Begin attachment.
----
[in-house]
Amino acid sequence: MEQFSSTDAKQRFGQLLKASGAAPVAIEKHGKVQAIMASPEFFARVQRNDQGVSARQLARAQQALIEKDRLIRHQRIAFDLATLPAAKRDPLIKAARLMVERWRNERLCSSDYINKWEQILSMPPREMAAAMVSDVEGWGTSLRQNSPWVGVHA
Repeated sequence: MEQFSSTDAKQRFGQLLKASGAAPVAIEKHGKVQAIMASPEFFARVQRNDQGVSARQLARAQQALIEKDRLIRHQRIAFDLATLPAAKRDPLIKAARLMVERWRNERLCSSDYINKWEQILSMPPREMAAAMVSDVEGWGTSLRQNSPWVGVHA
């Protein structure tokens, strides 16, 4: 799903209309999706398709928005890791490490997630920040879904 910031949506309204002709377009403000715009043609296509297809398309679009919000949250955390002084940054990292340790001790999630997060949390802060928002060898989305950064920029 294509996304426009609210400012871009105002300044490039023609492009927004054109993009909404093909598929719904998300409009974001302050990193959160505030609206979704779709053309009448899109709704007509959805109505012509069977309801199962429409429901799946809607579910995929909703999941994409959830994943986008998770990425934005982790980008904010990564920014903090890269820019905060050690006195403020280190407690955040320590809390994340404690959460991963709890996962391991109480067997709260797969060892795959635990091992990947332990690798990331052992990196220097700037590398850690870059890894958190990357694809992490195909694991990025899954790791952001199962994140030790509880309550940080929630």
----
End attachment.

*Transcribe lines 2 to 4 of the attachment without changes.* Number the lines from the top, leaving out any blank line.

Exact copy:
Amino acid sequence: MEQFSSTDAKQRFGQLLKASGAAPVAIEKHGKVQAIMASPEFFARVQRNDQGVSARQLARAQQALIEKDRLIRHQRIAFDLATLPAAKRDPLIKAARLMVERWRNERLCSSDYINKWEQILSMPPREMAAAMVSDVEGWGTSLRQNSPWVGVHA
Repeated sequence: MEQFSSTDAKQRFGQLLKASGAAPVAIEKHGKVQAIMASPEFFARVQRNDQGVSARQLARAQQALIEKDRLIRHQRIAFDLATLPAAKRDPLIKAARLMVERWRNERLCSSDYINKWEQILSMPPREMAAAMVSDVEGWGTSLRQNSPWVGVHA
């Protein structure tokens, strides 16, 4: 799903209309999706398709928005890791490490997630920040879904 910031949506309204002709377009403000715009043609296509297809398309679009919000949250955390002084940054990292340790001790999630997060949390802060928002060898989305950064920029 294509996304426009609210400012871009105002300044490039023609492009927004054109993009909404093909598929719904998300409009974001302050990193959160505030609206979704779709053309009448899109709704007509959805109505012509069977309801199962429409429901799946809607579910995929909703999941994409959830994943986008998770990425934005982790980008904010990564920014903090890269820019905060050690006195403020280190407690955040320590809390994340404690959460991963709890996962391991109480067997709260797969060892795959635990091992990947332990690798990331052992990196220097700037590398850690870059890894958190990357694809992490195909694991990025899954790791952001199962994140030790509880309550940080929630």